Yesterday I wrote about how to obtain your driver’s license in the state of RI. I would like to clarify the U.S. requirements for driving. The exact detail varies slightly from state to state, so my first advice is to call the state police department in your own state and directly inquire as to your state’s requirements. You can ask your LAR, but be proactive and advocate for yourself! This is a great place to start!
I have been consulting police officers in both RI and MA to ascertain the differences for the Au Pairs in my area. (Thank you, wonderful and patient helpers!) It is worth saying that obtaining a state-issued driver’s license is not very difficult, especially if you have your license in your own country. You will find a state-issued license to be a very useful identification to have during your stay in America. So although you may or may not be required to obtain one in order to drive, I highly recommend that you do go through the process, just like any other young person in America has to do, and get the state-issued driver’s license. Consider it a part of the cultural exchange experience! That being said, let me explain the differences.
In Rhode Island, an international driver (from a country recognized by us) is allowed to drive (for a period of 12 months upon entrance) if they carry with them the following documents: their home-country-issued, unexpired driver’s license and their valid passport (or other proof of date of entry into the U.S.). An International Driver’s Permit may be presented simply as a translation of the home-country license (if it is not printed in English), is only valid if it is issued in the home country, only for a period of 12 months from issuance and only when held in combination with the valid home-country driver’s license and valid passport. As a stand-alone document, an International Driver’s Permit gives no driving privileges. Check which documents will be needed on the L-1 Application for RI driver’s licenses and permits, page 3, when you do decide to obtain the RI driver’s license.
Be sure to study the RI Driver’s Manual before you go to take your written test, a process I described in a post yesterday. RI also has a fee schedule you should check online before going to headquarters in Cranston, RI, where most important transactions take place in person.
In Massachusetts, certain countries’ licenses are permitted, but must be presented with the passport and, if the license is not printed in English, an International Driver’s Permit. Keep in mind your home-country-issued license must be valid and you must provide proof of your entry date (i.e. the passport or valid I-94 document showing date of entry), since you are only allowed 12 months after entry. After that, a MA-issued license is required. Again, the International Driver’s Permit alone does not give any driving privileges in MA and I highly recommend going through the process of getting your state-issued license. In addition, many police officers may or may not be understanding of your ignorance of the law, so ere on the side of caution and get the state-issued driver’s license!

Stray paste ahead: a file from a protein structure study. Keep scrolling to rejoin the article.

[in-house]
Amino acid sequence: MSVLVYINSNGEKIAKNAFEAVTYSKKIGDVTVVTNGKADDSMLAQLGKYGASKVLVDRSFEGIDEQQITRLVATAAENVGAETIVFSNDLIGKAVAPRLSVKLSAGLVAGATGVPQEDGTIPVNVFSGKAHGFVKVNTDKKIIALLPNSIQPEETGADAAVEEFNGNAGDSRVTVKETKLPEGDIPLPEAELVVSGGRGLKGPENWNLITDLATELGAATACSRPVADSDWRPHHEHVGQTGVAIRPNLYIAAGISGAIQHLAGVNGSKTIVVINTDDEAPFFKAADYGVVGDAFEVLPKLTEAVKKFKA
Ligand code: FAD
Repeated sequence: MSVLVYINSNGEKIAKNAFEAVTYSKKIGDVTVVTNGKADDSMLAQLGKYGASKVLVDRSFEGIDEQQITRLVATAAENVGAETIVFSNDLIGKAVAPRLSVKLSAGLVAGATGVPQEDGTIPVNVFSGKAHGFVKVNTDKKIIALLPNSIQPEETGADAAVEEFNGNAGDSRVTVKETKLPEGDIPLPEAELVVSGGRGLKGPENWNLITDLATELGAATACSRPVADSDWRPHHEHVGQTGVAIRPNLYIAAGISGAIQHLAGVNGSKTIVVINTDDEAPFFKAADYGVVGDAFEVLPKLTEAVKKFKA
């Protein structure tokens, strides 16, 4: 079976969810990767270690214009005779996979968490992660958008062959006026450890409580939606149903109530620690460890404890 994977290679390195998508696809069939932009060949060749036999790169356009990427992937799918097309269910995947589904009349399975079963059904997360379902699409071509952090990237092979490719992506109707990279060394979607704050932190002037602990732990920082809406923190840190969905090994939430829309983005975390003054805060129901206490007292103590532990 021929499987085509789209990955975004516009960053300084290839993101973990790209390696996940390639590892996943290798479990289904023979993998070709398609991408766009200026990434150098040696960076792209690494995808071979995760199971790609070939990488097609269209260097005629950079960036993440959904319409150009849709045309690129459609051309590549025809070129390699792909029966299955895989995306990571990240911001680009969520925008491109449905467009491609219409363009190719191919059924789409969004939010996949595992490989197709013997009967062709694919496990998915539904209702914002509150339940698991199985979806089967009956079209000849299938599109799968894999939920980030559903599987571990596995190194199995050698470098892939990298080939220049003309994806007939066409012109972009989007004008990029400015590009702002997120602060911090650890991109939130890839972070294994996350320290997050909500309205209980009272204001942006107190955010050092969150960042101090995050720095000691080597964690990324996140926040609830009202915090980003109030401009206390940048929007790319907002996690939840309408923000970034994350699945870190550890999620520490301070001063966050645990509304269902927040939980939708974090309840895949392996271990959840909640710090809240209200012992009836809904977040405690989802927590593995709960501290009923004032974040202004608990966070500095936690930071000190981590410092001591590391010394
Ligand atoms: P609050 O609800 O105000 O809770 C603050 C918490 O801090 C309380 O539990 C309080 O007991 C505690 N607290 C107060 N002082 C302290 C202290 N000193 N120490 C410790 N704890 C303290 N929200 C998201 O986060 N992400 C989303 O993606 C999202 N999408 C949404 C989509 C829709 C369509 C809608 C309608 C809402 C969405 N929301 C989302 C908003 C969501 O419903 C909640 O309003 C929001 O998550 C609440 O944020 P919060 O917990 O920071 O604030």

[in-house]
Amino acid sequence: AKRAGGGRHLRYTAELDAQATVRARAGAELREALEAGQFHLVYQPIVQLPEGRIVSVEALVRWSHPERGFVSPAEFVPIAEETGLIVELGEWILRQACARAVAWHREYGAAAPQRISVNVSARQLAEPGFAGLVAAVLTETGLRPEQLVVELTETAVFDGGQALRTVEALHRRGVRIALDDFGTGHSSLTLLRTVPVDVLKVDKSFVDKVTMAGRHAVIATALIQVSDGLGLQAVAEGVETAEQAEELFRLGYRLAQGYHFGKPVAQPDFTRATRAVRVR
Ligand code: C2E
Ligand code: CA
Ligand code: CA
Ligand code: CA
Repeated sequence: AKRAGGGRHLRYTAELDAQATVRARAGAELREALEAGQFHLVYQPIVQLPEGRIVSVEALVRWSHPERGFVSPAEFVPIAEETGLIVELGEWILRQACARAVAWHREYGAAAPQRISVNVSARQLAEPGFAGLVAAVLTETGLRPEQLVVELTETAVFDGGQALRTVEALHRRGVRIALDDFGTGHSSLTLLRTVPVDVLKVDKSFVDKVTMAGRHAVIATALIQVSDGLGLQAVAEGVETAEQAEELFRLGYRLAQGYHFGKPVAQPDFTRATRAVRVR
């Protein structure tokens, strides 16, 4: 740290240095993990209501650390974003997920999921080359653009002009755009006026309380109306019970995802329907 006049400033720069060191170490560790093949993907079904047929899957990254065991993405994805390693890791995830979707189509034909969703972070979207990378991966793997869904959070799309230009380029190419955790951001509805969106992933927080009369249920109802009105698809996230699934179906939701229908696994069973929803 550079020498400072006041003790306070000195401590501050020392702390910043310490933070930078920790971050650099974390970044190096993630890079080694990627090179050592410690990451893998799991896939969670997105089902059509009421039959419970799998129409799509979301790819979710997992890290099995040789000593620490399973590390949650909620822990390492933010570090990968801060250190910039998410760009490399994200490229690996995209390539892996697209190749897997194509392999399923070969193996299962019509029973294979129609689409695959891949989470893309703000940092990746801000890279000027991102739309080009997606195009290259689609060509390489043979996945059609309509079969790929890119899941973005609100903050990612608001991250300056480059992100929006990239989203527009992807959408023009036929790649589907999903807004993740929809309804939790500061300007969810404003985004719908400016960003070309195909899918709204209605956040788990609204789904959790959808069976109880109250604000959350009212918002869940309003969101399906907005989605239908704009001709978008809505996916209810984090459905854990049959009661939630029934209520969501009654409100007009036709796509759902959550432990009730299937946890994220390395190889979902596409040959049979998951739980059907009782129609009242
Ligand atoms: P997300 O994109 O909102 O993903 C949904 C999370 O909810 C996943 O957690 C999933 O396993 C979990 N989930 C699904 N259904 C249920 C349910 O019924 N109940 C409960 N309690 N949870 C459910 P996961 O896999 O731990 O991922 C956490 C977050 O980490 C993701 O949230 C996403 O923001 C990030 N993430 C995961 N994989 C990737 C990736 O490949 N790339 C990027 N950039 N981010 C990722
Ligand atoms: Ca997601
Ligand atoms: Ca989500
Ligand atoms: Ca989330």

I don’t want to scare anyone, but in MA, it is an arrestable offense to be driving without the proper documentation, that is: your valid, unexpired home-country-issued driver’s license and your passport or I-94 document showing your date of entry into the U.S. OR a valid Massachusetts-issued driver’s license!
In Connecticut, as in other states, the home-country-issued license is valid for one year from entry, along with the International Driver’s Permit obtained in the home country. To show proof of your date of entry, you must present your I-94 document or your passport. In addition, it is valid to note that these out-of-country driver’s licenses generally do not qualify in America as a valid form of identification (I.D.), so your passport must be presented or you must obtain a state-issued identification card. If you bother to go through that process, you may as well challenge yourself that little bit further to take the written and driving tests and get the state-issued driver’s license. It will give your Host Family that much more confidence in your ability and makes you even more marketable should you decide to switch families when you extend for a second year!
I welcome your questions and comments about driving in the U.S. or hosting an Au Pair. I am your Go Au Pair Local Area Representative in Providence, RI, Joan Lowell, and I can be reached anytime at 401.309.1925 or email@example.com.